I use various small electronics to make an alarm sound when there is motion detected. The piezo element produces sound by vibrating due to small electrical current running through it. I have connected two piezo elements in parallel. Once you get into electronics you come up with endless ideas. I have done just some very basic stuff and it’s been fun and amazing. Whenever a car passes on the road, the alarm sets off. When the car is out of the specified zone, the sound stops. It works, at least as a proof of concept, but it has been very robust so far. In the night, if I hear the sound I can immediately look at the video and see what’s happening. The potential with electronics is truly huge. Right now I am setting up a circuit to use a relay that will turn on a 220V light. Lights, sounds, lasers, so many things you can do if you just understand Ohm’s law and have a soft spot for mosfets.

What’s next

I have only two cameras right now, but I think my server hardware can support 20. Maybe ever more, probably more, depending on the resolution and the fps. There are so many details and things I have been meaning to write that I forget. So here are my plans for the next:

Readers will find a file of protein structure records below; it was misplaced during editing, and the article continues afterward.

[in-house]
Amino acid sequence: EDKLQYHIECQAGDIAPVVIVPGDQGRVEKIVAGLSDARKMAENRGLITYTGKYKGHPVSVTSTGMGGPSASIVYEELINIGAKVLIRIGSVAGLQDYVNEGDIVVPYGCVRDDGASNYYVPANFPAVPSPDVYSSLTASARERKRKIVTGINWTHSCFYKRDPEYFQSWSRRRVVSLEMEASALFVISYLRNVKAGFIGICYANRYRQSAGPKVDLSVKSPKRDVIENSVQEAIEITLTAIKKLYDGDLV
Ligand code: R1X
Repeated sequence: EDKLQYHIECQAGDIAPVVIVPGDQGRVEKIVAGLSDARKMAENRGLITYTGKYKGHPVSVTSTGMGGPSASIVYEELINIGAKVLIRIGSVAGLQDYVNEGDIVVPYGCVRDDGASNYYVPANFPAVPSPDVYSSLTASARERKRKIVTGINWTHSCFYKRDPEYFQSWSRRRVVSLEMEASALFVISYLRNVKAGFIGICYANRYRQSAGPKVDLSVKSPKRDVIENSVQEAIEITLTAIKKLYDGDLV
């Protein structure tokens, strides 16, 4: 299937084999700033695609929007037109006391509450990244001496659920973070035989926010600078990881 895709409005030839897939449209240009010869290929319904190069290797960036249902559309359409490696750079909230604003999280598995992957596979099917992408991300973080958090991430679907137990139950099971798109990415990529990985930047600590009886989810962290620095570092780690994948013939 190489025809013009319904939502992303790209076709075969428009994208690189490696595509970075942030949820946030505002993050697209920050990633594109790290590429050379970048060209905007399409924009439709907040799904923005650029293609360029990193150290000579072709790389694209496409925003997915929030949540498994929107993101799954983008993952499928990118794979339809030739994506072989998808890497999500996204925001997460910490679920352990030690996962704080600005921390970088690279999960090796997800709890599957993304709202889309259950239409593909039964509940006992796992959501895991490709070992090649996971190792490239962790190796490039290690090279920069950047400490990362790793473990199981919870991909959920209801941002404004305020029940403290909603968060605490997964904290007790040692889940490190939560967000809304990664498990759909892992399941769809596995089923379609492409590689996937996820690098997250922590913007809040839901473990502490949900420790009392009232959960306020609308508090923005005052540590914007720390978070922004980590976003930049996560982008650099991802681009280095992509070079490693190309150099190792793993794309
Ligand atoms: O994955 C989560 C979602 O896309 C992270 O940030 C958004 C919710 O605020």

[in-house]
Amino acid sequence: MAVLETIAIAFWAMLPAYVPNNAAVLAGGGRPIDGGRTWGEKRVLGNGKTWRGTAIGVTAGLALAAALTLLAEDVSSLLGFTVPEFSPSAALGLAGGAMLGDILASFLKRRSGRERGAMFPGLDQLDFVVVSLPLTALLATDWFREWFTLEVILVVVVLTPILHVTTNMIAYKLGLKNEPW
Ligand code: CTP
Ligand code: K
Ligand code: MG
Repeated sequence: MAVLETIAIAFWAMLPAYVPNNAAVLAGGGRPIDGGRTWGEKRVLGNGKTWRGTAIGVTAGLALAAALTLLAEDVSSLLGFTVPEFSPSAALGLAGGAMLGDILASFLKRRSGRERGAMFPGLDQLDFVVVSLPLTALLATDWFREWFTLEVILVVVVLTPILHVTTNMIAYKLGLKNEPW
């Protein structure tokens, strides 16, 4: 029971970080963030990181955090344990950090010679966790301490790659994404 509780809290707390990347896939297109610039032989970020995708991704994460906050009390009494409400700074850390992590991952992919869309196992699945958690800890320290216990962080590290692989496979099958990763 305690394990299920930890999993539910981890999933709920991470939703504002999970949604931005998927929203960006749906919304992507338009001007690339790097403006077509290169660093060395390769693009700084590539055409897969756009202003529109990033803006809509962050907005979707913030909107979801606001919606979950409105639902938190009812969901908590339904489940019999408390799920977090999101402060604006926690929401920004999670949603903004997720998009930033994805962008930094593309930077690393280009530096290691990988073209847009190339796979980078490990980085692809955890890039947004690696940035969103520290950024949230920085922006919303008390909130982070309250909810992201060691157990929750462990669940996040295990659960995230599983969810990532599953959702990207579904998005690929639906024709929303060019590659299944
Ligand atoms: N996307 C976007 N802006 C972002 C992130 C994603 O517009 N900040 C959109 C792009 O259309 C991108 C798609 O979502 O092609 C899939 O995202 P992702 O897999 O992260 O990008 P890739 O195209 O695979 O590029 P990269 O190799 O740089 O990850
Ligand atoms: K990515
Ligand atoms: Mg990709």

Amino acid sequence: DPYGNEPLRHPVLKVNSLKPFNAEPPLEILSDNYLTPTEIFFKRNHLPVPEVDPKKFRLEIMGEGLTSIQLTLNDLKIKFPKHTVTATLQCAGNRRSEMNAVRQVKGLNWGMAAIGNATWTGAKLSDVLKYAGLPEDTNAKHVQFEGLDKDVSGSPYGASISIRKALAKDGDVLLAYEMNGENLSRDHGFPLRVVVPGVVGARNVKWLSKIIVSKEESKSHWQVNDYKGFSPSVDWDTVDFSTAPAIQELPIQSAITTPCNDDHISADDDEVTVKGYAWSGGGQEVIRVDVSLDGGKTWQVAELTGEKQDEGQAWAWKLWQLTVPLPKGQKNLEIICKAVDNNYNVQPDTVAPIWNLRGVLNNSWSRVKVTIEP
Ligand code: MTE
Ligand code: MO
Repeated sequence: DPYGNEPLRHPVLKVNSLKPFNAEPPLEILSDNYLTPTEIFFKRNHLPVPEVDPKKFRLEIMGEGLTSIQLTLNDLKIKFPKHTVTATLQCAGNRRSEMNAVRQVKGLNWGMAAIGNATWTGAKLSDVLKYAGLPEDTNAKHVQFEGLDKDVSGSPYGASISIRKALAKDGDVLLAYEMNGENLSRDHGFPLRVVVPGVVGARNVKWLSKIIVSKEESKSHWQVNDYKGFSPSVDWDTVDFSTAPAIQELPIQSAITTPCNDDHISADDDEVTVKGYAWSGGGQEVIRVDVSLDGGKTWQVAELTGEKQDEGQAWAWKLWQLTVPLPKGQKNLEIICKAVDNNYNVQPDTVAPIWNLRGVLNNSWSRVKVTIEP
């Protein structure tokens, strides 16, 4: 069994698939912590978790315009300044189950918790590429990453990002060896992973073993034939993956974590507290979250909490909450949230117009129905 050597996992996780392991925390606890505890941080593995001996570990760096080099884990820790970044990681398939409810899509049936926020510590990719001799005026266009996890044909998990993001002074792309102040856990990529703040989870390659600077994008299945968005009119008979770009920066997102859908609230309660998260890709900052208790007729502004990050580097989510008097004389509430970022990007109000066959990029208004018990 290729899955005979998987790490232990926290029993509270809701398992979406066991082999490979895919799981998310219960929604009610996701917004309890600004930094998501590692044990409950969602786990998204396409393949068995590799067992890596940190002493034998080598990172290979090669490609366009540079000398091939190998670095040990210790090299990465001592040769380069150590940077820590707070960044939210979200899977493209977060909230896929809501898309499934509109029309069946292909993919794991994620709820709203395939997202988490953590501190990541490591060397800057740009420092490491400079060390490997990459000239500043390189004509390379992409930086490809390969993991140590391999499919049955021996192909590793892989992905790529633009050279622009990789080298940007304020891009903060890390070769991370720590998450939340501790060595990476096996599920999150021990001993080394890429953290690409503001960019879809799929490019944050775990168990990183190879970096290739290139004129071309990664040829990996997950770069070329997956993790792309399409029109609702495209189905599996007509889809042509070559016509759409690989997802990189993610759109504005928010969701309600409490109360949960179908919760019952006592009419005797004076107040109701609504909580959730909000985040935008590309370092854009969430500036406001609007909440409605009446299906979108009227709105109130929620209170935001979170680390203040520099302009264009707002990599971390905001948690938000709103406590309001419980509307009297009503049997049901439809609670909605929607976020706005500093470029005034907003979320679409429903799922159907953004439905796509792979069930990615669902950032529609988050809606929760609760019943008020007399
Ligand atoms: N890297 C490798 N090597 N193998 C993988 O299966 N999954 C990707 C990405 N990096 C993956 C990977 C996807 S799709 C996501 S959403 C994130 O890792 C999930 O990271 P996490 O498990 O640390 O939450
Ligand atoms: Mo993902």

Offline backups

Do I need to explain how much important is this? What is “offline” though? A raspberry pi on the basement with a couple of hard drives attached to it is a good solution? Upload on a VPS, where i must setup sftp, firewall, and pay about 5 euros per month? Is sftping it to another machine through the internet in my parents house in the city an option? My upload speed here is not great, if I use the internet I must be very clever.

Less false positives

Flies, spiders and all kinds of insects are flying in front of the infrared leds of the cameras. An idea is to install infrared bulbs on the ground so that the infrared light on the camera does not need to be on – can I really dig everywhere really and install power cables underground? I probably can, and will do. Outdoor smart things need so much research on everything - wires, bulbs, voltage drops - so much time.

Access through internet safely

OpenVPN? Just a good firewall in the router with an open port? Maybe just uploading to a server elsewhere? I must be very very careful here.

Smart lights in the garden

A particular set of lights may be turned on when something is moving on a particular part of the garden. That is easy actually. Apart from the lights installation.

More solid home router

pfsense on a old machine? Does it worth it? Probably. Also I need more switches and network cables. And more access points.